Education Matters - News impacting schools, teachers and students
  •      

Tasmania builds case to close 17 primary schools

EM-Website-1

A report released by Tasmanian Auditor-General Mike Blake has identified 17 public primary schools where a strong case existed for closure to be considered.

Blake examined a number of factors including enrolment numbers, NAPLAN results, location and availability of alternative schools in compiling the list, and insisted that no conclusions were reached on any single factor.

In the report Blake noted there was no evidence that small schools were disadvantaged in terms of educational performance, however, he pointed out that Tasmanian public primary schools were more costly per student compared to the Australian average and the Tasmanian Government could save potentially $433,000 per year for each school closed.

However, Tasmanian Minister for Education and Training, Jeremy Rockliff, said no school will be forced to close.

“We fought very hard against the attempt by the previous Labor-Green Government to forcibly close schools, and we remain categorically opposed to forced closures,” he said in a statement.

“In many instances schools are the lifeblood of regional communities, and we firmly believe it is up to local communities to determine their future, not have it imposed from on high against their wishes.”

Compulsory STEM ‘masks the real problem’

Two leading educators have told Education Matters that the key to engaging high school students with STEM (science, technology, engineering and maths) is through teachers, and have called for a greater focus on professional learning. Read more

Goal! Register for Sporting Schools

EM-Website-3

Sporting Schools is all about fostering a lifelong interest in sport among Australian primary-aged children.

By getting your primary school involved in Sporting Schools you will help to provide your students with the opportunity to access sport-based activities before, during or after school.

The key purpose of the programme is to encourage more children to do more sport-based activities, and empower schools to help them to do that.

As a sporting school you can:

  • Help your students foster healthy and active living habits;
  • Support health and physical education outcomes in the school curriculum;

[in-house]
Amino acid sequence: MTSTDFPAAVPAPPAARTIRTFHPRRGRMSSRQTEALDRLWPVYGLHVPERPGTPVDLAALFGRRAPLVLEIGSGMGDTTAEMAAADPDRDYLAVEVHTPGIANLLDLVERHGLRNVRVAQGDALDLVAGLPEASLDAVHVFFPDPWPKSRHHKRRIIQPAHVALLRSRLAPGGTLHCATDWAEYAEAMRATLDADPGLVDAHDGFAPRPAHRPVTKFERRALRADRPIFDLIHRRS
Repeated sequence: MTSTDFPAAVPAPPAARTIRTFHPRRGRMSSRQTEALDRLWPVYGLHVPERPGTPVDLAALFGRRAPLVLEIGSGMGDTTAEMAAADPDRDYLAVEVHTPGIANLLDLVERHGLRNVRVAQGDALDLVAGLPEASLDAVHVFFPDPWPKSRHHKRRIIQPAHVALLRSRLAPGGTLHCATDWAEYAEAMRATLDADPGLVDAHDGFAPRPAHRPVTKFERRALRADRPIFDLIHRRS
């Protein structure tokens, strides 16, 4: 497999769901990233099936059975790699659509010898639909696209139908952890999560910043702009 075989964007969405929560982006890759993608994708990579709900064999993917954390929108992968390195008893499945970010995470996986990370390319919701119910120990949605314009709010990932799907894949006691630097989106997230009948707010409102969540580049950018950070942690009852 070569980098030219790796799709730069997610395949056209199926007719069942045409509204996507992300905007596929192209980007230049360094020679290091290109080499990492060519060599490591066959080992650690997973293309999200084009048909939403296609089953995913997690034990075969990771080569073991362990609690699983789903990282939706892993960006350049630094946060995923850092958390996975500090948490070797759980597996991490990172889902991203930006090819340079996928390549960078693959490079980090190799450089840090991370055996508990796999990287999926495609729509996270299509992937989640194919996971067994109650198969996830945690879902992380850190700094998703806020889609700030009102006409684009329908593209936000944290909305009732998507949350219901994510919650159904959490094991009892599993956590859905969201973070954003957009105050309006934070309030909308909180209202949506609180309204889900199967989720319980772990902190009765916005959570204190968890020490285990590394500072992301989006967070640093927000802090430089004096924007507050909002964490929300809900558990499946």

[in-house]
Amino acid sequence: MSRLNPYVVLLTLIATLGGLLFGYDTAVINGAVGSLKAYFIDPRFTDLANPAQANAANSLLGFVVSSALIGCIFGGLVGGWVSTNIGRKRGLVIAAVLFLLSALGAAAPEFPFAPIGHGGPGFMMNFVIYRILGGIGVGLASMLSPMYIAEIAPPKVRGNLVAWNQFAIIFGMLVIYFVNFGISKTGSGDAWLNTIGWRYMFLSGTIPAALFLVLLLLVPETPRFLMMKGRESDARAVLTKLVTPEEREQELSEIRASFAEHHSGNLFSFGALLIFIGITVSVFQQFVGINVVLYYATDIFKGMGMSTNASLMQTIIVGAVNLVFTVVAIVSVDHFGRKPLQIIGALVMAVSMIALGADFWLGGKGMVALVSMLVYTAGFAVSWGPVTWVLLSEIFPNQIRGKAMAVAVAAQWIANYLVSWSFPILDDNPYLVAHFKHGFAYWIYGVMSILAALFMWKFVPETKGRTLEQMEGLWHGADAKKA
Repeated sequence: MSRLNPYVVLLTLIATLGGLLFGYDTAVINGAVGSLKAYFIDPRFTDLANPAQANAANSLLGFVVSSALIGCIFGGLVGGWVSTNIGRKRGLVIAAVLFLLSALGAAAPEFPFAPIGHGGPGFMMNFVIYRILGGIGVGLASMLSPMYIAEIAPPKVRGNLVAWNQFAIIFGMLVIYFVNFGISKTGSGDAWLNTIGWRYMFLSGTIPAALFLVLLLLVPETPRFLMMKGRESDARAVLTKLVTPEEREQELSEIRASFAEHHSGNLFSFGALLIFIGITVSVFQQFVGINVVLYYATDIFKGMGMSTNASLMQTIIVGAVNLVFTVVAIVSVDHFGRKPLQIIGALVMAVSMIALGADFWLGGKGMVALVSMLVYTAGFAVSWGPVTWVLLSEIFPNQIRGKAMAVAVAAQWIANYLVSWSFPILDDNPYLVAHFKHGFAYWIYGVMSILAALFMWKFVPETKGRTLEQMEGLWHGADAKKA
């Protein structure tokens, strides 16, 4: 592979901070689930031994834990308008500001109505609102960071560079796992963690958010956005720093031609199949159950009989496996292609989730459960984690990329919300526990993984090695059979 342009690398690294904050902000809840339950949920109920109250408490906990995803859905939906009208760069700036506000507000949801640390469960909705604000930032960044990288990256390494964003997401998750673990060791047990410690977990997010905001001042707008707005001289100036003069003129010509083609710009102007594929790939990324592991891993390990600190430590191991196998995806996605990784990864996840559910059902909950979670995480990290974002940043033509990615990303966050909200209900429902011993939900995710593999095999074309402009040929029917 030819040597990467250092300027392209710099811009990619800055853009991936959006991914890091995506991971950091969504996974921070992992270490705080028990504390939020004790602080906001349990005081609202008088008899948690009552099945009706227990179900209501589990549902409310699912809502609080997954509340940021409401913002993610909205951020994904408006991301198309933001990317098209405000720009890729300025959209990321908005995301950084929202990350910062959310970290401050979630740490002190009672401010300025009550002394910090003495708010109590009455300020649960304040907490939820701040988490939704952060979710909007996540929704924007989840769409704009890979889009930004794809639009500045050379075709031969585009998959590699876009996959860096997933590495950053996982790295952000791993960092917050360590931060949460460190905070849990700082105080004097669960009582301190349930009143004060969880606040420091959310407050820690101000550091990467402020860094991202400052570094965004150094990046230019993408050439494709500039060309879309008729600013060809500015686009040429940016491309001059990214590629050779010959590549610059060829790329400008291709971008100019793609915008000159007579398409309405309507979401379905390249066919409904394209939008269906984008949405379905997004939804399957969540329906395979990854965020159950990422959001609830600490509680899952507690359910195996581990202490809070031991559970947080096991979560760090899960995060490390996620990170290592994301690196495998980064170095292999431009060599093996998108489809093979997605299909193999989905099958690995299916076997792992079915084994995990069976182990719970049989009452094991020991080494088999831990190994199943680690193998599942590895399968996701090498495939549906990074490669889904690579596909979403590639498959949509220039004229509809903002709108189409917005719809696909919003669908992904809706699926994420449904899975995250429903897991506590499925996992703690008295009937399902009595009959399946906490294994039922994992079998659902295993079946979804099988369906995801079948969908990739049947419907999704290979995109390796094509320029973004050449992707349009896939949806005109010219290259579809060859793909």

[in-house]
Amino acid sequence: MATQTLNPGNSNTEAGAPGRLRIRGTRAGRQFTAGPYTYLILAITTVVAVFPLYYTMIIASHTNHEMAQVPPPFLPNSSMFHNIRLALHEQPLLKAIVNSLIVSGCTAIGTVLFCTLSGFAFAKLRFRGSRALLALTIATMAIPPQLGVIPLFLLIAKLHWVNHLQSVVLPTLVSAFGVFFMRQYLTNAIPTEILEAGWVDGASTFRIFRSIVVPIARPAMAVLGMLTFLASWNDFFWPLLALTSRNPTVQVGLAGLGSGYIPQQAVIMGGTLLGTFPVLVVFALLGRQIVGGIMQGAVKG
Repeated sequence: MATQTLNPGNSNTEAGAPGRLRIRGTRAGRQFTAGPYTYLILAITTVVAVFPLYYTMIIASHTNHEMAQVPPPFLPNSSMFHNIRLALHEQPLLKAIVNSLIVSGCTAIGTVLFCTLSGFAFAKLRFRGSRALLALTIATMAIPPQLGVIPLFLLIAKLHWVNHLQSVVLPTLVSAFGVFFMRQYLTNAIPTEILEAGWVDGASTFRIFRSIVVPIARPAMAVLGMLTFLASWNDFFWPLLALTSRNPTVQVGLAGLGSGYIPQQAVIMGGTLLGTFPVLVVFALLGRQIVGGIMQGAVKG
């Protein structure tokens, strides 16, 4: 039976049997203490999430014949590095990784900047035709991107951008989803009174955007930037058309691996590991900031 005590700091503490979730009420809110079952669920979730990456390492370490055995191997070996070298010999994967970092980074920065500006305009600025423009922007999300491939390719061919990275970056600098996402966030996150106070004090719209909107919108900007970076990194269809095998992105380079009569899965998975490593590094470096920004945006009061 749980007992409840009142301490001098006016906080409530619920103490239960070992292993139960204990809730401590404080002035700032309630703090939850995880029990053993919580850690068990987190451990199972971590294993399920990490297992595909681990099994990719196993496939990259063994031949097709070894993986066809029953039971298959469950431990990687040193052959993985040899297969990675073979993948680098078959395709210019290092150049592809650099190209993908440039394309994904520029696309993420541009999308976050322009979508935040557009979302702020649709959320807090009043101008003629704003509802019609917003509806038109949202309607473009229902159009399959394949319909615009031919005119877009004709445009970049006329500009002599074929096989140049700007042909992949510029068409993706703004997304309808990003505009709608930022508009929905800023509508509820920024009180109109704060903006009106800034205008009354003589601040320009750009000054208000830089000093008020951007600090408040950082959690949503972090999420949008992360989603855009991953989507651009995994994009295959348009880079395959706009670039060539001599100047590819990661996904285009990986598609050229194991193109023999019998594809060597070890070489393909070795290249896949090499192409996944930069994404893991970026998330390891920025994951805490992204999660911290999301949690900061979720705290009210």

• Access nationally-endorsed sports products and certified coaches;
  • Access a range of training and development material to support teachers to deliver sport-based programmes; and,
  • Design programmes that create important links between your school, sport and your local community.

The aim is to bring sport and schools together to provide a supportive partnership, encouraging participation in sport by over 850,000 children.

Sporting Schools funding will enable the delivery of high quality and inclusive sport activities and games, before, during and after school hours. This will offer flexibility to suit the needs of schools and students across Australia. The focus is about participation and enjoyment, or more simply “skills not drills”.

All Sporting Schools programmes will be endorsed by national sporting organisations (NSOs) and all coaches will be certified. Funding is also available for other forms of innovative programme delivery.

As of this month, schools can apply for funding on the Sporting Schools website, with the programme starting in July 2015. Support for developing your application, online resources and information about local coaches will also be provided.

Once your school is registered and it has met the eligibility criteria your school can get annual funding to provide up to three terms of sport-based activity for children.

Go to the funding section of the website at www.sportingschools.gov.au/funding to find out more about the grants.